Honduras is at the point of converting into a narco state."
Recently Ambassadors from the US and France in Honduras have publicly suggested that Honduras is becoming a major center of narcotrafficking and many others have suggested that high level officials in the government and police are connected.
President Manuel Zelaya, who seems to follow the theory that 'if it isn't reported, it doesn't exist', was enraged at the comments, claiming they are trying to damage the image of the country. He angrily threatened to "take measures" against the Ambassadors, who Zelaya says "shouldn't opine about our business".
Narcotrafficking and money laundering is something that virtually everyone in Honduras at least vaguely thinks about and most have their suspicions about certain people and/or activities. Last week, La Prensa published a week-long investigative report of narcotrafficking in Honduras which brought to light facts which support the statements of the Ambassadors.
High police official releases narco leader
In the early morning hours on June 15th, one of the most wanted capos of the Atlantico cártel fell into the hands of a police operation in Santa Barbara, Honduras, along with 30 of his compatriots and an arsenal of illegal weapons. The 32 police officers confiscated arms including MP5s, M-16s, 9 mms, 38 specials, shotguns, and two AK-47s, as well as 13 SUVs blindados (bullet proof).
With the excuse that they had committed no crimes − despite the fact that they were carrying weapons illegal in Honduras and could have been arrested and jailed under Honduras' strict 'illicit association' law − the police officer in charge ordered that the guns be returned and that the narcos be released. He ordered the police to put down their guns, but the subcommissioner of police yelled, "raise up your weapons!"
As reported by one anonymous police officer who witnessed the event, after much argument between the two police chiefs, with the capo demanding to be released, the weapons were returned to the narcos, a band which is said to be dedicated to murder for hire and auto thefts as well as narcotrafficking.
A few hours later, the chief of police was relieved of his duties and suspended from his position by the Minister of Security, but no charges were brought against him, even though there were 32 police witnesses to his actions.
Elements of the police affirm that in many occasions, narcos provide free recharges for the cellphones of police agents who will keep them informed of police operations. Others pay in US dollars for any information about raids. More frequently now, those involved in drug trafficking are being paid in drugs rather than money. Another agent stated that many of the captured narcos are released almost instantly due to the political influence that exists in Santa Barbara.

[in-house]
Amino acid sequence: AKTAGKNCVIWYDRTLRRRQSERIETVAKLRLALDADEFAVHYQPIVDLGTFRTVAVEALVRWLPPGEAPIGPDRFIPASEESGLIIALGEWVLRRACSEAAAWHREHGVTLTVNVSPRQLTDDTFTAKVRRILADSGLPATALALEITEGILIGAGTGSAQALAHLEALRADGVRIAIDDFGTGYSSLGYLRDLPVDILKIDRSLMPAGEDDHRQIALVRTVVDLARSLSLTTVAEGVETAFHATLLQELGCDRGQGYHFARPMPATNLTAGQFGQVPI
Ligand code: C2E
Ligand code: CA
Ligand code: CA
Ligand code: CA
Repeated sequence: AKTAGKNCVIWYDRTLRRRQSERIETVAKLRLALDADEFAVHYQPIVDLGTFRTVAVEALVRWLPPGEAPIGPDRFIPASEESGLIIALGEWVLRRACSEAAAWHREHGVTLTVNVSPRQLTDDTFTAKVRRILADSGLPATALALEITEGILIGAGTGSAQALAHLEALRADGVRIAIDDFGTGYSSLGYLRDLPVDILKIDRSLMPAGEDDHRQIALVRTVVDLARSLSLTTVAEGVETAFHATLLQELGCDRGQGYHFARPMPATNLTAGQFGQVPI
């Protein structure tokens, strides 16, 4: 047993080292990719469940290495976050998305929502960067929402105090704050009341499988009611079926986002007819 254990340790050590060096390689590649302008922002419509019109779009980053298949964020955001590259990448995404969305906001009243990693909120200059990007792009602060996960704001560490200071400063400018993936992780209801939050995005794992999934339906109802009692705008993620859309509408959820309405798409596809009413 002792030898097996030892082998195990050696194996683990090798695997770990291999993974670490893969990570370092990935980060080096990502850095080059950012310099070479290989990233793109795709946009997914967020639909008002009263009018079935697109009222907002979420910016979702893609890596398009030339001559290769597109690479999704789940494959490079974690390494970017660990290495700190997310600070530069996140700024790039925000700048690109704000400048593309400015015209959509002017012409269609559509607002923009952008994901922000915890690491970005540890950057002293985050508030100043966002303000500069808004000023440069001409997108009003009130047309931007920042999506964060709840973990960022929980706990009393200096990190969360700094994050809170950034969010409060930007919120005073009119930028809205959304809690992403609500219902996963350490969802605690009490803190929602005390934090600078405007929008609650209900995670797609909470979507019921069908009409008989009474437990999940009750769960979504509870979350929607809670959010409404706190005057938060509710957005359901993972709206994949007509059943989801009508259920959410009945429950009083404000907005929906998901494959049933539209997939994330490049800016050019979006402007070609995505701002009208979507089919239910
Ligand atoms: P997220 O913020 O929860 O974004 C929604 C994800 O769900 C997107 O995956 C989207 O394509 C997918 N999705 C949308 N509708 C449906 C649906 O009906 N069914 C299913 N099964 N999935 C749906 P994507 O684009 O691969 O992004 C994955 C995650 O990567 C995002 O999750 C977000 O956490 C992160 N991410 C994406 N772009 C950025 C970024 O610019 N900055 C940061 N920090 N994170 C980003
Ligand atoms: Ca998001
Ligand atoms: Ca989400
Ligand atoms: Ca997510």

Drug routes pass through Copan
The departamento (state) of Copán is considered to include some of the major routes of drug trafficking because of its borders on the frontiers of Guatemala and El Salvador. La Prensa investigators noted constant helicopter flights overhead during their four days in Copán, flights for which the police had no information, and were shown a clandestine narco airstrip.
Recently constructed dirt roads through the mountains in perfect condition, isolated communities with private, guarded access, US dollars circulating as often as the lempira, and displays of wealth among the previously poor communities are testaments to narcotrafficking. Despite that, no elements of the Dirección de Lucha contra el Narcotráfico or the Groupo Especial Antinarcóticos are assigned there.
King of the Pueblo
On the dirt road to the city of El Paraíso, Copán, entrance is blocked by a gate, guarded by armed civilians. Only those who roll down their windows and report in are allowed admittance. The 32-year-old mayor with a 5th grade education is guarded by 20 body guards and proclaims himself to be "Rey del pueblo" (king of the village). From the borrowed room currently used as a mayor's office, reporters noted heavily armed individuals all around.
The self-proclaimed 'humble' dairy farmer is planning to build a L.12 million (US $635,000) municipal building modeled after Washington, D.C.'s White House, complete with helicopter pad and digital cameras in every corner. When asked by reporters about his wealth and rumors of illicit activities, he brags that he originally borrowed L.50,000 from the bank, then L.500,000, then a million, and now has a loan for L.10 million. He projects by the time he is 40, he will be able to borrow 20-30 million lempiras. While often mentioning God, his interview is peppered with words like verga, mierda, and jodido.
More tomorrow about Mexican drug capo 'El Chapo', money laundering, and the Honduran government renting a boat to narcos.
More from Bishop Santos in Part III.